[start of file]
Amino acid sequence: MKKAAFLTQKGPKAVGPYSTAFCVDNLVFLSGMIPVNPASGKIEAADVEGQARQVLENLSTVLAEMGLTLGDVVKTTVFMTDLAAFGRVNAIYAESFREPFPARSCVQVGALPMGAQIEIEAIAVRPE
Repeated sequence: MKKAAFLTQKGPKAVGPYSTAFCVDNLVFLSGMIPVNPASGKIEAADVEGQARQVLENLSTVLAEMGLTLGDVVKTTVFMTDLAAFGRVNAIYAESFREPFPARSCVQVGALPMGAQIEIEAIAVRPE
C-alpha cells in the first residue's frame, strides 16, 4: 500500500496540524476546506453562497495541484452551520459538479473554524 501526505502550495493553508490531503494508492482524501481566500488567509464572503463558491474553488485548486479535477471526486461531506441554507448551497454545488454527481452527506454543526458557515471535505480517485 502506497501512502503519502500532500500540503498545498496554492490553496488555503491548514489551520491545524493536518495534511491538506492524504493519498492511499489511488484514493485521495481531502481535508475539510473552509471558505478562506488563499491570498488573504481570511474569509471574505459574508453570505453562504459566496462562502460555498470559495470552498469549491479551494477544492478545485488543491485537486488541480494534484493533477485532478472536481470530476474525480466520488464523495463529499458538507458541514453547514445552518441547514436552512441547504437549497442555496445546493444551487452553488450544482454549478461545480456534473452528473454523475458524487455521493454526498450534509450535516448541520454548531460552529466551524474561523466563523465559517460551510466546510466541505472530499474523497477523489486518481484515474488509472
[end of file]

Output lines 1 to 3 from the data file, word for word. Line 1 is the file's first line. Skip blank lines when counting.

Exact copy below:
Amino acid sequence: MKKAAFLTQKGPKAVGPYSTAFCVDNLVFLSGMIPVNPASGKIEAADVEGQARQVLENLSTVLAEMGLTLGDVVKTTVFMTDLAAFGRVNAIYAESFREPFPARSCVQVGALPMGAQIEIEAIAVRPE
Repeated sequence: MKKAAFLTQKGPKAVGPYSTAFCVDNLVFLSGMIPVNPASGKIEAADVEGQARQVLENLSTVLAEMGLTLGDVVKTTVFMTDLAAFGRVNAIYAESFREPFPARSCVQVGALPMGAQIEIEAIAVRPE
C-alpha cells in the first residue's frame, strides 16, 4: 500500500496540524476546506453562497495541484452551520459538479473554524 501526505502550495493553508490531503494508492482524501481566500488567509464572503463558491474553488485548486479535477471526486461531506441554507448551497454545488454527481452527506454543526458557515471535505480517485 502506497501512502503519502500532500500540503498545498496554492490553496488555503491548514489551520491545524493536518495534511491538506492524504493519498492511499489511488484514493485521495481531502481535508475539510473552509471558505478562506488563499491570498488573504481570511474569509471574505459574508453570505453562504459566496462562502460555498470559495470552498469549491479551494477544492478545485488543491485537486488541480494534484493533477485532478472536481470530476474525480466520488464523495463529499458538507458541514453547514445552518441547514436552512441547504437549497442555496445546493444551487452553488450544482454549478461545480456534473452528473454523475458524487455521493454526498450534509450535516448541520454548531460552529466551524474561523466563523465559517460551510466546510466541505472530499474523497477523489486518481484515474488509472